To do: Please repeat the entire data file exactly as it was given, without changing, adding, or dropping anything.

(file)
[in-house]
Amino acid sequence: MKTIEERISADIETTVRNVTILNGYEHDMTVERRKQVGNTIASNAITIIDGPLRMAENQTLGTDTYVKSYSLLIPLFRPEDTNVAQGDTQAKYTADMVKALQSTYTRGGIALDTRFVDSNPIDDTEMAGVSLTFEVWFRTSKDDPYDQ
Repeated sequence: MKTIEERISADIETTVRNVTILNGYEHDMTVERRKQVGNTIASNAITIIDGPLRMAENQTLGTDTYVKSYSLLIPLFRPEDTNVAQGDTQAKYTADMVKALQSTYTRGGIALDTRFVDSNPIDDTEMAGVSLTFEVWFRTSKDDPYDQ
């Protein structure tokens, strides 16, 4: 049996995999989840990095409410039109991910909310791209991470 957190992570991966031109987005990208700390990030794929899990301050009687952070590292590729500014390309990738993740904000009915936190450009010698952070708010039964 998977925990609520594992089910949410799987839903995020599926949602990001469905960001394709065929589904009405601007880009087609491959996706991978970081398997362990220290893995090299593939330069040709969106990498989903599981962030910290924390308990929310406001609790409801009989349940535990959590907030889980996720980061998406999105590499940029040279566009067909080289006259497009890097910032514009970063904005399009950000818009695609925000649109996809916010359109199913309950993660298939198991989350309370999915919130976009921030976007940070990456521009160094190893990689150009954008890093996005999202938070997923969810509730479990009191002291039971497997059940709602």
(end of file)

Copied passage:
[in-house]
Amino acid sequence: MKTIEERISADIETTVRNVTILNGYEHDMTVERRKQVGNTIASNAITIIDGPLRMAENQTLGTDTYVKSYSLLIPLFRPEDTNVAQGDTQAKYTADMVKALQSTYTRGGIALDTRFVDSNPIDDTEMAGVSLTFEVWFRTSKDDPYDQ
Repeated sequence: MKTIEERISADIETTVRNVTILNGYEHDMTVERRKQVGNTIASNAITIIDGPLRMAENQTLGTDTYVKSYSLLIPLFRPEDTNVAQGDTQAKYTADMVKALQSTYTRGGIALDTRFVDSNPIDDTEMAGVSLTFEVWFRTSKDDPYDQ
């Protein structure tokens, strides 16, 4: 049996995999989840990095409410039109991910909310791209991470 957190992570991966031109987005990208700390990030794929899990301050009687952070590292590729500014390309990738993740904000009915936190450009010698952070708010039964 998977925990609520594992089910949410799987839903995020599926949602990001469905960001394709065929589904009405601007880009087609491959996706991978970081398997362990220290893995090299593939330069040709969106990498989903599981962030910290924390308990929310406001609790409801009989349940535990959590907030889980996720980061998406999105590499940029040279566009067909080289006259497009890097910032514009970063904005399009950000818009695609925000649109996809916010359109199913309950993660298939198991989350309370999915919130976009921030976007940070990456521009160094190893990689150009954008890093996005999202938070997923969810509730479990009191002291039971497997059940709602």